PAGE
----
Paul begins verse 13 with another statement and reasons that he, Silas and Timothy, gave thanks to God for the Thessalonian believers. Such thanksgiving is normal for Paul and his companions. He begins 1 Thessalonians 1:2 with a general statement that they gave thanks to God for them quickly tying that to also praying for them because they kept in mind their “work of faith and labor of love and steadfastness of hope in our Lord Jesus Christ in the presence of our God and Father.” In 1 Thessalonians 2:13 they thanked God that the Thessalonians had received the word of God from them and that it performed its work in them including them becoming imitators in endurance as they suffered at the hands of their countrymen for their faith. In 1 Thessalonians 3:9 they gave thanks to God for the joy the missionaries had received on their account. After his salutation, Paul also began this letter stating, 3 “We ought always to give thanks to God for you, brethren, as is only fitting, because your faith is greatly enlarged, and the love of each one of you toward one another grows ever greater; 4 therefore, we ourselves speak proudly of you among the churches of God for your perseverance and faith in the midst of all your persecutions and afflictions which you endure.”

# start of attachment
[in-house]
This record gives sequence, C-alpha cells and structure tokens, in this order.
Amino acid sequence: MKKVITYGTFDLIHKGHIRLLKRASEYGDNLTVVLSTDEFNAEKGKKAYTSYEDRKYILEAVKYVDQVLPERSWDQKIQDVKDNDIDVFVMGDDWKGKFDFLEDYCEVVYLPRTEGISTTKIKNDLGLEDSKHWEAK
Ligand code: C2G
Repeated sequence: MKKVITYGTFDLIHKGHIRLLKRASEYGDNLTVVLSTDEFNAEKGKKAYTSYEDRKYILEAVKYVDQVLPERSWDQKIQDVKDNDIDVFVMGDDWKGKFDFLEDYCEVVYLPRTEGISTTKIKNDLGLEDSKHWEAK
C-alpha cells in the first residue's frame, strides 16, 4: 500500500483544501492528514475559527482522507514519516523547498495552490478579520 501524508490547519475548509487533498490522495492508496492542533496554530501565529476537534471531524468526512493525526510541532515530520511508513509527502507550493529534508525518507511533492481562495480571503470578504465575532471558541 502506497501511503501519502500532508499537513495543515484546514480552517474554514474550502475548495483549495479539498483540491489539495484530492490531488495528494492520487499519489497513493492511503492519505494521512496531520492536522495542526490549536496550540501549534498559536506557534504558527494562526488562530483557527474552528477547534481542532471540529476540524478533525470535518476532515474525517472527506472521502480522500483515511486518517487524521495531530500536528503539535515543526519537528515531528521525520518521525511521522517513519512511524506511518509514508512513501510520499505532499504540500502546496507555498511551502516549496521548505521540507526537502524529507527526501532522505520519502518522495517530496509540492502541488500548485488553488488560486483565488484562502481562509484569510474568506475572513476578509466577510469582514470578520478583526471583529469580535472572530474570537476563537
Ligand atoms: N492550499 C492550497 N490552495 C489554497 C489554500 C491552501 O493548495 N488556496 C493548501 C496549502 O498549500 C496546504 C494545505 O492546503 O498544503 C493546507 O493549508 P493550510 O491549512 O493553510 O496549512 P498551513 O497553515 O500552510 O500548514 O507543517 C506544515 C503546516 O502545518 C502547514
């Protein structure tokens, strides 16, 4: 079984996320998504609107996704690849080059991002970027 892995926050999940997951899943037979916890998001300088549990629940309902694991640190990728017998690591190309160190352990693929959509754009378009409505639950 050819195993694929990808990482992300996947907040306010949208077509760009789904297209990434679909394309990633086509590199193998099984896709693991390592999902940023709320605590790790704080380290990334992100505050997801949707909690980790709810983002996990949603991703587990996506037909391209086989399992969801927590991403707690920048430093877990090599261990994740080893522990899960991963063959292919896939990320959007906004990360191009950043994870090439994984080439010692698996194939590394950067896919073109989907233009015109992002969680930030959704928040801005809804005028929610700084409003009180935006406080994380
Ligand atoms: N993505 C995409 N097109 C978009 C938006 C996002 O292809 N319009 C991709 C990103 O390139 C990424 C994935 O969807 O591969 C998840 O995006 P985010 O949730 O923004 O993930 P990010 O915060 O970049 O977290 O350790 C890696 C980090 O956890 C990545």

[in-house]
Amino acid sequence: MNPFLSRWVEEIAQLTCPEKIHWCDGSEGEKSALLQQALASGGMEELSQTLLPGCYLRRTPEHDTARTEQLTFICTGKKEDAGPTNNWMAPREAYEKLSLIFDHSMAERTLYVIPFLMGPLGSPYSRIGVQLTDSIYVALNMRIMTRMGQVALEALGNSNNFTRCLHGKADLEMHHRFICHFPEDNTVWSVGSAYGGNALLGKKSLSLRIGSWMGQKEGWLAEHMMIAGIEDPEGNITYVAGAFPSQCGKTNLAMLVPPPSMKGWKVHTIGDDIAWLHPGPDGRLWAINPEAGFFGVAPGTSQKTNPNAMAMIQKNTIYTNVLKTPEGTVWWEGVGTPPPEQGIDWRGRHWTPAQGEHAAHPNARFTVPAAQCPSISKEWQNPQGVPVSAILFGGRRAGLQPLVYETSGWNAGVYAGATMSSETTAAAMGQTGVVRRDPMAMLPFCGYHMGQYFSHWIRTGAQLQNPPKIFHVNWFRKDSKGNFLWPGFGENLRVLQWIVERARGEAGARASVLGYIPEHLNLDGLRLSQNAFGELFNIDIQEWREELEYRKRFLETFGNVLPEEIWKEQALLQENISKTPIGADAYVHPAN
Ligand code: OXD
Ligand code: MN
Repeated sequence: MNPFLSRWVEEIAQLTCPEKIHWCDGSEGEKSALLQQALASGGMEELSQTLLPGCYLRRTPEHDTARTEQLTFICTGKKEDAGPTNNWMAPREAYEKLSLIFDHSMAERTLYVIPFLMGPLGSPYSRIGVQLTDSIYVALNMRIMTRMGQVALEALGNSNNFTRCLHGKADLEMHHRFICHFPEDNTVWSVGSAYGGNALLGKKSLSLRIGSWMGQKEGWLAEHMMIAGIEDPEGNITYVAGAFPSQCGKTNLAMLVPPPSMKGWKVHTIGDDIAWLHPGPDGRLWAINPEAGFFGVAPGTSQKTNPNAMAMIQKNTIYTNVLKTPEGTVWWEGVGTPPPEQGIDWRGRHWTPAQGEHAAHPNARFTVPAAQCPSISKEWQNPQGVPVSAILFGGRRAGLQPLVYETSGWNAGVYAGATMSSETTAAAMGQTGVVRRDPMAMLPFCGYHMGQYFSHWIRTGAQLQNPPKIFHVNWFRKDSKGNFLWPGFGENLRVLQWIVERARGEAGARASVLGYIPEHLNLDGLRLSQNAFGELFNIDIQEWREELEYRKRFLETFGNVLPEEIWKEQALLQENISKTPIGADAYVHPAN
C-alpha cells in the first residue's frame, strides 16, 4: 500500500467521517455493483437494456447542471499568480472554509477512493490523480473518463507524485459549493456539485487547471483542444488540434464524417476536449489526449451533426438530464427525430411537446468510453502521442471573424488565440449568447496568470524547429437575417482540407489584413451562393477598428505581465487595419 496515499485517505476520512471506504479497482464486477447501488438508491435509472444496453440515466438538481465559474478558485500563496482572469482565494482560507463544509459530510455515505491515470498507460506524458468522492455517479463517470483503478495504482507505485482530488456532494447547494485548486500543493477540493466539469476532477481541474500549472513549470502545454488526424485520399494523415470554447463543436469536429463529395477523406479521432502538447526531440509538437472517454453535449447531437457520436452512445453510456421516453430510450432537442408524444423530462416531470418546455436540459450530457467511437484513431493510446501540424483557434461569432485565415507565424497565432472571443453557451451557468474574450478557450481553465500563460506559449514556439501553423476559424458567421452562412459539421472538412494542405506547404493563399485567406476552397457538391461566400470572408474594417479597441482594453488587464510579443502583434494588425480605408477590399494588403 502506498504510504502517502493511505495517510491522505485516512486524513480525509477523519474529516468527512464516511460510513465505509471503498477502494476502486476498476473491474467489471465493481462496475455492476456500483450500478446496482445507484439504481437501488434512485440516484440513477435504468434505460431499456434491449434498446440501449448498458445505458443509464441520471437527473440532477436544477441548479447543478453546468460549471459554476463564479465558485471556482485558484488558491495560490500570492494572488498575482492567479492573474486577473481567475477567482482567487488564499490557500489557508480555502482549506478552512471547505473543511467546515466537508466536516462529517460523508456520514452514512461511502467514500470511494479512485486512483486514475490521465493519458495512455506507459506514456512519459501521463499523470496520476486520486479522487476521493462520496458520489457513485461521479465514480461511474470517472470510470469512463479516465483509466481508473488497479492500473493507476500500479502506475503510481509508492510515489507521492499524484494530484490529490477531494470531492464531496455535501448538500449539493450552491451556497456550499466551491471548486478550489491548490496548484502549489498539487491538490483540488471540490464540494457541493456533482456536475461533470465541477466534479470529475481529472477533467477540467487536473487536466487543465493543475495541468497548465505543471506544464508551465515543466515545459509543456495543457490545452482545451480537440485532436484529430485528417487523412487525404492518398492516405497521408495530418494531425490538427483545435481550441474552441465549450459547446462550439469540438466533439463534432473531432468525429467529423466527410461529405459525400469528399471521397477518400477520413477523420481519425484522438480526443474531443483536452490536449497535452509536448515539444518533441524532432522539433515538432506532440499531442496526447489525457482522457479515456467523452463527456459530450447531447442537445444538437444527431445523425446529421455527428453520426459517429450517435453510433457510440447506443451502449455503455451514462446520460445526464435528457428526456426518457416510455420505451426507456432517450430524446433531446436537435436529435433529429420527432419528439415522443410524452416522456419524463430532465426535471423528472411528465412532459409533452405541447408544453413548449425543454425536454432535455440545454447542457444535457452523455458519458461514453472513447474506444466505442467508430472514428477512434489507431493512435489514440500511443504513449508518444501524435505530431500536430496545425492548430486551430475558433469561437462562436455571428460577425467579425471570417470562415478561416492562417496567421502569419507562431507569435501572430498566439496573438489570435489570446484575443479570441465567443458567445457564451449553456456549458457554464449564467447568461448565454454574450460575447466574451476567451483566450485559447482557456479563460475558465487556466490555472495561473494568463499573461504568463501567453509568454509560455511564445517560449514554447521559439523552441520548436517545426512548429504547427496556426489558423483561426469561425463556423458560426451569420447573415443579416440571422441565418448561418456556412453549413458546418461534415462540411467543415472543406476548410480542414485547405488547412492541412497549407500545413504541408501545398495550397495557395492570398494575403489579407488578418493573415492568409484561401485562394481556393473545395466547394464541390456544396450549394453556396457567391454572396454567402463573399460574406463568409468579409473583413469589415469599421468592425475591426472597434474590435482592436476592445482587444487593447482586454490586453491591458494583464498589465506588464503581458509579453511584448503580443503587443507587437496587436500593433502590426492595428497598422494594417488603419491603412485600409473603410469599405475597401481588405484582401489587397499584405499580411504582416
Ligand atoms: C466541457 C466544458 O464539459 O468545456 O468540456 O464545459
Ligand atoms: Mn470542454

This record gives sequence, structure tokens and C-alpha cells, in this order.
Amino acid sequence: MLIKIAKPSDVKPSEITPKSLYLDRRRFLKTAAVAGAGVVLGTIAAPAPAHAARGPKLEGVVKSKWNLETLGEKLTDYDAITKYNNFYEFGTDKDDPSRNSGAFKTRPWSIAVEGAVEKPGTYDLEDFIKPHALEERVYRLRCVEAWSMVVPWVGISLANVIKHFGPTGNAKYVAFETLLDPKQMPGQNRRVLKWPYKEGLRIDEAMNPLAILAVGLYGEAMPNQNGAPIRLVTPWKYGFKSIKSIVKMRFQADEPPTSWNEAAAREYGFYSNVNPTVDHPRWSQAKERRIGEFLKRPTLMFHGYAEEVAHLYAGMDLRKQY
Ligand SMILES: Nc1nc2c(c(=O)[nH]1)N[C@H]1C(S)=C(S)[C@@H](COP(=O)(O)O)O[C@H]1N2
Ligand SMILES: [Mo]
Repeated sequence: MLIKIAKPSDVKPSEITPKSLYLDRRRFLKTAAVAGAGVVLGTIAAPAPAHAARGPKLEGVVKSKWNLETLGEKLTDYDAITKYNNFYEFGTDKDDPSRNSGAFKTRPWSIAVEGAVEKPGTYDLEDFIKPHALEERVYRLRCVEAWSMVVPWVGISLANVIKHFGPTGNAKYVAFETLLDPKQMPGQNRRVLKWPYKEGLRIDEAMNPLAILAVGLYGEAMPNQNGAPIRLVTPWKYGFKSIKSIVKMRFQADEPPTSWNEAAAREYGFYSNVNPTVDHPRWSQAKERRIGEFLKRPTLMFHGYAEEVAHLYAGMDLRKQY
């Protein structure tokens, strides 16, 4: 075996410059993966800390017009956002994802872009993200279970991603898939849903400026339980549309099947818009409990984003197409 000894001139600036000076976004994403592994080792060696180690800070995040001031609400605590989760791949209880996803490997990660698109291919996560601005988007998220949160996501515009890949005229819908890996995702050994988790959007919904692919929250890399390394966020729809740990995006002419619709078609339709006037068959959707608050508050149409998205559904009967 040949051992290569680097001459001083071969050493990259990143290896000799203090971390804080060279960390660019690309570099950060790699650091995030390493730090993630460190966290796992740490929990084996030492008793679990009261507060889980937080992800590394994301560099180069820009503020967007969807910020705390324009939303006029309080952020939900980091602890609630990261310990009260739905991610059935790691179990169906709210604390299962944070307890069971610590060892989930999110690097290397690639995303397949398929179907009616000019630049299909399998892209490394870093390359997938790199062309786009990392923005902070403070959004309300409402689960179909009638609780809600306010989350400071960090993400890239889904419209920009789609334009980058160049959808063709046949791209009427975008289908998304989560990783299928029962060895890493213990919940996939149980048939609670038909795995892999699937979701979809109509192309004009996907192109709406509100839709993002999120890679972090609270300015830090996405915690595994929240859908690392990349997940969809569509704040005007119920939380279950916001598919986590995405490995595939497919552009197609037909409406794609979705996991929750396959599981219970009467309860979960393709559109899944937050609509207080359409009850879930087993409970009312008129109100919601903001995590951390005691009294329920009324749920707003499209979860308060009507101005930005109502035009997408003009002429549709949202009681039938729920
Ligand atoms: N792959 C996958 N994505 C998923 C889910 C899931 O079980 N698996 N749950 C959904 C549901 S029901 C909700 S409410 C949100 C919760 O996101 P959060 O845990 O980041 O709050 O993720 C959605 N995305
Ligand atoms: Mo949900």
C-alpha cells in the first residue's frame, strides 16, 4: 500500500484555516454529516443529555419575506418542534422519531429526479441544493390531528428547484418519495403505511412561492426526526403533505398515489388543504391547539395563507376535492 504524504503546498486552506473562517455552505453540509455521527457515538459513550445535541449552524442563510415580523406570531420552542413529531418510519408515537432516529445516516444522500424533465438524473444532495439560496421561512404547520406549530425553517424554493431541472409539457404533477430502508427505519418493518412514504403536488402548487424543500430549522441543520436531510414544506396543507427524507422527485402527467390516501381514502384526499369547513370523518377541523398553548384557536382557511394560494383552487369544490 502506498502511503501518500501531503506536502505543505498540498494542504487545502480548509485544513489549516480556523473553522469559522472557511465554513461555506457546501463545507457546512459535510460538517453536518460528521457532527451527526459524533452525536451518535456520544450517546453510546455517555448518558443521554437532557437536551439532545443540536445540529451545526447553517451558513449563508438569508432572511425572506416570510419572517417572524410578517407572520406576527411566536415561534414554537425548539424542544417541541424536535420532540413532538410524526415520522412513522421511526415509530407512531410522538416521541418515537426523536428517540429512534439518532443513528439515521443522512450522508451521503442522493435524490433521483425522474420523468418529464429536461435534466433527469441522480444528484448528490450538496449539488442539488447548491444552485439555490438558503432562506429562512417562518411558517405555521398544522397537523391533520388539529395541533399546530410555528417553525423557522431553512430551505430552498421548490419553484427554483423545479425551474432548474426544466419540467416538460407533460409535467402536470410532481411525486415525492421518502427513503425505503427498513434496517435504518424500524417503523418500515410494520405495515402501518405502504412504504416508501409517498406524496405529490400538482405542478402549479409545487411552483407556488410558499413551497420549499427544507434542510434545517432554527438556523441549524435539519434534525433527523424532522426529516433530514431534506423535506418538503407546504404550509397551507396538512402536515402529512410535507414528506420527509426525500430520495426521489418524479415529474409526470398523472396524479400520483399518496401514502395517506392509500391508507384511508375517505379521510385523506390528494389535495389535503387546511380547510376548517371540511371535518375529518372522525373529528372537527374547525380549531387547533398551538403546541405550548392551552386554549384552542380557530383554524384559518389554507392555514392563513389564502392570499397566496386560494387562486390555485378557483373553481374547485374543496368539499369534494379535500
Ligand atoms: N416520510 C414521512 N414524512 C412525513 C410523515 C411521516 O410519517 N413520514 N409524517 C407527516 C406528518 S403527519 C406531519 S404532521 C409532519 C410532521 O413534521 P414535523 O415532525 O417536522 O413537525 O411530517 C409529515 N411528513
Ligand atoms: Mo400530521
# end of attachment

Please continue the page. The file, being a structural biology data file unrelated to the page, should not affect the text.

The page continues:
The statement here in 2 Thess. 2:13 of their obligation to give thanks to God for the Thessalonian brethren is in keeping with his other statements. Giving thanks to God is something they ought to do, but notice the specific reasons given in this verse for they are also reasons to give thanks to God in regard to any believer. Anyone involved in seeking the salvation of others will be thankful to God when they see God’s hand at work and others are saved. That thanksgiving is even greater if you have been personally involved in that effort, but all Christians should rejoice. If “there is joy in the presence of the angels of God over one sinner who repents” (Luke 15:10), then Christians should also rejoice and be thankful when others are saved whether you were personally involved or not. I don’t know about you, but I love to hear stories about how God brought someone to salvation. That is why I love to hear testimonies and I love to read reports from missionaries and evangelists. I love to hear about good things that are happening in other churches – and I praise God that more churches have now opened up in our state. If you love God, you love to hear about what He is doing wherever He is doing it.

There are two specifics actions of God in verse 13 and one in verse 14 that are foundational reasons for giving thanks to God. The main verb in verse 13 is God Himself choosing and it is given specifically as the ground for giving thanks. However, the participle that comes before that is also crucial and a reason to give thanks for it is actually the reason for God’s choice.

Notice that Paul addresses the Thessalonians as “brethren, beloved by the Lord.” The term “brethren” here, like the 18 times he used it in 1 Thessalonians and twice he has already used in 2 Thessalonians, signifies that they are part of one family though made up of both Jews and Gentiles. Jesus breaks down the wall of separation that exits between cultures and ethnic backgrounds so that all Christians are brothers and sisters in Christ. That is significant, but the participle phrase used here is even more so.